At 10:43 AM, January 01, 2009, Anonymous Anonymous said...

The more recent part of the global temperature data correlates well with the amount of carbon dioxide in the atmosphere in most of the reported measurements I have seen. (This part of the problem seems pretty well understood.)

But there is a huge amount of carbon in various forms in a lot of other places on Earth (e.g. biological material, oil, coal, other rock, the sea, etc.) The global carbon balance problem is not that well understood and much harder than just what amount of carbon dioxide is in the atmosphere: the carbon balance must inform whatever decisions come next.

The longer term changes are more difficult to evaluate. But they also contribute even if these behaviors are not understood.

Human actions clearly change the amount of carbon dioxide in the atmosphere and therefore influence the recent global carbon balance. The longer term problem cannot be caused by human activity. I am not even certain if the longer term global climate behavior is dominated by the carbon balance problem, as opposed to solar variations or something else (alone or in combination). The human activity questions going forward involve both the knowns and the unknowns.

At 4:04 AM, January 02, 2009, Anonymous Anonymous said...

Over thousand year timescales CO2 correlates reasonably well with temperature with a lag, that is, rises and falls in CO2 follow temperature changes rather than causing them. This is primarily due to the solubility of CO2 in water as a function of temperature (warmer equals less soluble) and the equilibrium between carbonates and silicates CaCO3+SiO2<->CaSiO3+CO2 in aqueous solution and on the sea floor. However, over the past century the correlation is very poor; the biggest rise in CO2 production and atmospheric concentration occurred in the period when temperatures were falling from their mid-century peak.

At 3:59 PM, January 02, 2009, Blogger Damien Sullivan said...

The Sun has been getting warmer over time; that high CO2 levels were stable in the past need not mean equal CO2 levels will be stable now.

Global heating potentially opens up new land to agriculture, yes. It also dries up land and reduces glaciers, whose year-round melting is a key part of the renewable fresh water supply in much of the world. New land isn't much good if you can't water it, or if you can but you're losing old land to drought. As it is, a lot of development in the US Great Plains and in China has been fueled by fossil water and is liable to collapse at some point if not replaced.

And the "new lands" might not have the loess soils of the existing breadbaskets; just because it's warm enough to plant doesn't mean the plants will grow as well.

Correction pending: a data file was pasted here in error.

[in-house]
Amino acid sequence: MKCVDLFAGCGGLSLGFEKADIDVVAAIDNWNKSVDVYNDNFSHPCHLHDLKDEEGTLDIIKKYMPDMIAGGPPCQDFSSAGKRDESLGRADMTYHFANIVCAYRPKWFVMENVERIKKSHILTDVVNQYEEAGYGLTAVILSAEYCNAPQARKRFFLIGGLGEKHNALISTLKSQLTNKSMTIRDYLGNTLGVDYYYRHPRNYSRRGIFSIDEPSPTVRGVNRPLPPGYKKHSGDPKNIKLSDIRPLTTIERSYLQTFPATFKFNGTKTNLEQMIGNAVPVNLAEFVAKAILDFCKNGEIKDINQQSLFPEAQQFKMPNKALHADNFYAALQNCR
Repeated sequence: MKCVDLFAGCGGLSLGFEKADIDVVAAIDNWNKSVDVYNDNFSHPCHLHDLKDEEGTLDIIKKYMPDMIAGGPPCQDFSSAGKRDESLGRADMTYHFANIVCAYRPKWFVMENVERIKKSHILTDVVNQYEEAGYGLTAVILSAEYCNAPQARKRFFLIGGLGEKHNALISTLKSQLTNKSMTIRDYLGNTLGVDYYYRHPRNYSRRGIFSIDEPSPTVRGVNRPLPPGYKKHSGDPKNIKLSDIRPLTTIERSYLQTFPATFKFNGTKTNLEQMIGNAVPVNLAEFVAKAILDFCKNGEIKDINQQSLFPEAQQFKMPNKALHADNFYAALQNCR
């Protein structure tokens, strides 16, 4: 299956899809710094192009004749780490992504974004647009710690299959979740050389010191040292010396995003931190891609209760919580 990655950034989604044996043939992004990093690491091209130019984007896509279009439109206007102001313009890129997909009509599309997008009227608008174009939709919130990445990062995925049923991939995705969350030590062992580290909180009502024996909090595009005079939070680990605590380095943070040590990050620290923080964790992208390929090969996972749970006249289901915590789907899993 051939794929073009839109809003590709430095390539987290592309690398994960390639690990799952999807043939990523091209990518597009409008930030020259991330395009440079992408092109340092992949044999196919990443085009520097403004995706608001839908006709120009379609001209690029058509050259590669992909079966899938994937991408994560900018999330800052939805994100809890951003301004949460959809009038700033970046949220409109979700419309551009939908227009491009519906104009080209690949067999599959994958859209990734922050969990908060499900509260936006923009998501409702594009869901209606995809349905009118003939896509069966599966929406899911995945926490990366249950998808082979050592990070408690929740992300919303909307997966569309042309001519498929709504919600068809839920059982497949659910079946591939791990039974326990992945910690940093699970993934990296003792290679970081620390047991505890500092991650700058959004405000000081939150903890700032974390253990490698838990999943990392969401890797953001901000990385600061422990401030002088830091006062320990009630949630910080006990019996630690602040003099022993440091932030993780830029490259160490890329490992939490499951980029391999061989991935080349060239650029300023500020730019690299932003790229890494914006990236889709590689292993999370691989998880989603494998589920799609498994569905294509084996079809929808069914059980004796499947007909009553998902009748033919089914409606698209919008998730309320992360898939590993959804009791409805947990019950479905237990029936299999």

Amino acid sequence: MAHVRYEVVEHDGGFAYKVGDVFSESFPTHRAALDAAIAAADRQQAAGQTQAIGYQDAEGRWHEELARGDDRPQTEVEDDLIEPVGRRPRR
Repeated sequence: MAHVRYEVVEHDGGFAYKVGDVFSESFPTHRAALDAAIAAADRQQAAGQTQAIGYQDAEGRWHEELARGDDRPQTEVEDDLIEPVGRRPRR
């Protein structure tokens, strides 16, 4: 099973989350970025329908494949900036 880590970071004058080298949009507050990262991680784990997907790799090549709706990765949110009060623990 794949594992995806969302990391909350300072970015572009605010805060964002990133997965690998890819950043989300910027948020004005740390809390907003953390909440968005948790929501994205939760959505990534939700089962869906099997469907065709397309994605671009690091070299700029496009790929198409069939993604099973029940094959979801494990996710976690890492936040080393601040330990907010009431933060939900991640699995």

Years ago I looked at climate charts, and was surprised to see that Anchorage got only as much precipitation as Los Angeles. But the evaporation rate in Anchorage is a lot lower, so the available water supply is higher.

Fact is, our agriculture may well be adapted to a sweet spot -- not too frozen, not too hot -- with large changes in any direction being bad or at least pretty risky. Odd that 'conservatives' are so blithe about unknown climate changes.

At 5:29 PM, January 02, 2009, Blogger Andrew said...

The main conclusion i'd reach from this post is that very smart people still need to do a lot of study before they can say intelligent things about long-term climate. I wonder how many people writing about climate change could make a basic black-body thermal model of the earth/sun.

At 10:11 AM, January 04, 2009, Blogger Damien Sullivan said...

Robin Hanson once complained that amateurs felt qualified to make pronouncements about economics, but that's clearly not the only field suffering from a lack of respect for expertise.

At 1:54 PM, January 13, 2009, Anonymous Anonymous said...

Even if the science on global warming is still unclear (and I'm not saying it is or it isn't), I've never heard anyone dispute the link between air pollution (especially from fossil fuels) and negative health consequences, such as increased rates of lung cancer and asthma.

This alone would seem to be a good reason to curb pollution, even if it slows economic growth.

At 3:31 PM, January 16, 2009, Anonymous Anonymous said...

Mark, it sounds like the strategy and the targets for that effort you suggest may not overlap that much with the current effort to cool the Earth. Besides, that one can be more effectively approached locally than with a world government.

At 4:05 PM, January 16, 2009, Anonymous Anonymous said...

A LOT of VERY cold weather right now. Al Gore deserves a frozen mukluk in the ass.

At 11:39 AM, February 24, 2009, Blogger B. Kalafut said...

Nobody who is anybody is arguing that all warming is anthropogenic or that the long-term effect you see has anthropogenic cause. There is some good argument out there for the unusually long length of the current long-timescale warm period being anthropogenic, although that is still controversial.

The current concern is over an unusual short-timescale warming and the damage it is predicted to cause.

This is all in the IPCC report, and I respectfully recommend that you familiarize yourself with it or perhaps track down your nearest climatologist and figure out through conversation what's going on and why people who study this are bothered by it. No sense fumbling about in the dark, and less sense broadcasting opinion on this before familiarizing one's self with expert understanding.


Post a Comment

<< Home